Getting started

First you need to download the right installation for your organisation. 

The virtual machine option already has the OS installed and Oseyus part-configured.

If you have your own Linux installation you can download the binary version of Oseyus.

Oseyus requires two network interfaces. The first is the SPAN interface that captures the SIP and RTP traffic. The second interface connects to the SRS and must have internet access. 

An RTP range is assigned to Oseyus and if behind a firewall you should allow the RTP(UDP) port range outbound (egress). Oseyus can use one of three transports namely UDP, TCP or TLS for SIP. If Oseyus is installed on the same server as your PBX then you need to ensure both Oseyus and the PBX are using separate RTP port ranges. If you are using SPAN off a switch then this not a concern.

If you have the virtual machine downloaded you will need to deploy the OVA into a VMware server like ESXi or use VMware Workstation. Simply import the OVA into the VMware environment and assign the network interfaces according to your desired topology.

The internal configuration for Oseyus is all setup. You will however have to config the product using the configuration file.

The default username is siprec and password oseyus. then use sudo -i  to get root access.

You should change this password immediately typing command: passwd siprec

The binary download version is intended for installation within an existing Linux environment. 

untar the downloaded file into a directory and run ./ This will install any dependancies and install Oseyus.

The configuration file is common to both Virtual Machine and Binary installations and must reflect your topology. We cover each option below. You will need to use vim or nano to edit the file.

Location: /etc/oseyus.conf

SIPPortUDPSIPPortTLPSIPPortTLS represent the ports used on the SRS you are connecting to. Your SIPREC vendor should provide you with this information but it is likely to be the defaults set already.

Transport. This should be the procotol used with the SRS. Be aware the TLS is the only encrypted option that also activates SRTP for secure media. Options for transport are UDP, TCP, TLS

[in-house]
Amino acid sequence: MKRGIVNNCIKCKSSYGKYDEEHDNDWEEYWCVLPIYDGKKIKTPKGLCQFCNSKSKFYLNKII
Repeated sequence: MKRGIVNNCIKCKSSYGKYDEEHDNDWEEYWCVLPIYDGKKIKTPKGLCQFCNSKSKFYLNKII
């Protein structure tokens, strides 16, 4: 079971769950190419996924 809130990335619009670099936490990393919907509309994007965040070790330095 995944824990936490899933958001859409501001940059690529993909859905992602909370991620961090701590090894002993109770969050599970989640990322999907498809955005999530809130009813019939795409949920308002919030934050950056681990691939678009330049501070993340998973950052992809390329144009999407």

SRS. This is the FQDN or IP address of your vendor's Session Recording Server. We recommend using IP rather than DNS for latency purposes.

RTPStart, RTPEnd. The RTP ports that will be used by Oseyus. The port range must be at least the number of calls you are expecting *2. If you install Oseyus on the same server as the PBX then the RTP range MUST be different to what the PBX is using for RTP.

DeviceSPAN. Oseyus captures the packets on this network interface from your SIP PBX and so must be connected to a SPAN enabled switch. If you install Oseyus on the same server as the PBX then this should be the LAN interface that your PBX uses.

DeviceSIPREC. This network interface should be internet facing. No ports need to be mapped to Oseyus but traffic should be allowed out.

MediaAddress. This should reflect the same public IP address as your WAN firewall interface. Oseyus does not requires any SIP ALG but instead 'preloads' the SIP headers with the correct information.

LANIPAddress. This should reflect the private IP address of the LAN interface you wish to bind to. 

WANIPAddress. This should reflect the same public IP address as your WAN firewall interface. 

WANuri. Should you want to substitute the IP into in the SIP headers uri to a FQDN then you should put your domain here. example: We highly recommend this field should be the same as the WANIPAddress.

HostName. The hostname of the server. This is displayed in the SIP User Agent Header. A suggestion might be to enter your organisation name.

TLSPem. Your TLS certificate pem file should contain both the certificate and the key in the same file. Tip: It would be a good idea to get test calls flowing in plain TCP or UDP first before configuring TLS as this is easier to diagnose.

TLSPassphrase. If your TLS certificate is protected by a passphrase then it must be entered here.

Oseyus logs the SPAN SIP capture and the SIPREC trace in text files so you can diagnose or view data. Each file is named after the SIP Call-ID. By default the Virtual Machine installation purges the logs after 8 days. You can change this in the script located in /root/scripts/ The script is run by crontab.

This logging feature is a very effective way diagnosing any issues. Note that SIPREC calls are not established with SRS until two-way communication is first established between the two SPAN SIP endpoints.

SIP tracing logs are ordered each day and located: /var/spool/oseyus/SIPLOG/

Oseyus logs stats every 60 seconds to: /var/log/syslog

Use the following command to start / stop Oseyus manually

/etc/init.d/oseyus start

/etc/init.d/oseyus stop

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